Neither is blinking.
Bernie Sanders thinks he has a lock on his supporters. Elizabeth Warren thinks she can get enough of them, and enough elsewhere, to run regardless. Allies and supporters are anxious they’ll destroy both their chances, and kneecap progressive politics along the way.
Some close to Sanders feel like Warren is trying to muscle him out of the race, and laugh at the idea that she will be able to compete with him for his supporters. Some close to Warren feel like Sanders has an outsize sense of his power over the nomination and his chances to actually win it or beat Donald Trump.
“She’s engaged in a chess game where she’s moving her pawns around and she’s trying to demonstrate to many people, including Bernie, that not only is she running, but is fully capable of running, and is so far ahead that you should just give in to her,” said one key player in Sanders’s world.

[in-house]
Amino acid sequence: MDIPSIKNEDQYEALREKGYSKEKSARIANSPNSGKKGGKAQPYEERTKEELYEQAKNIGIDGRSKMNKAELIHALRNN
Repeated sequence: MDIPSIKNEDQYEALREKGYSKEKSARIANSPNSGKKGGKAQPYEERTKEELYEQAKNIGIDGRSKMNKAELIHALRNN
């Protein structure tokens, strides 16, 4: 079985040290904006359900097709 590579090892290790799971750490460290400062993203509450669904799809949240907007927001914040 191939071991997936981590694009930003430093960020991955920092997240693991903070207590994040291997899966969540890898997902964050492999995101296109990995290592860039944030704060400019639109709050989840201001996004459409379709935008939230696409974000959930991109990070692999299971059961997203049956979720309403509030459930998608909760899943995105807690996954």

Warren’s opening flop last week with her DNA test has Sanders’s team thinking she might not be so hard to beat after all.
Sanders hasn’t decided about running, though it weighs heavily on him to make sure Trump loses. Part of the thinking behind his week-long cross-country tour campaigning for other candidates is testing how much his appeal has held up (so far, to over-packed overflow rooms). As Sanders decides whether to run again, advisers often cite the 45 percent of the primary vote he got in 2016, though the senator himself thinks less about getting deference from his performance two years ago than drawing on the strength he’s continued to build since.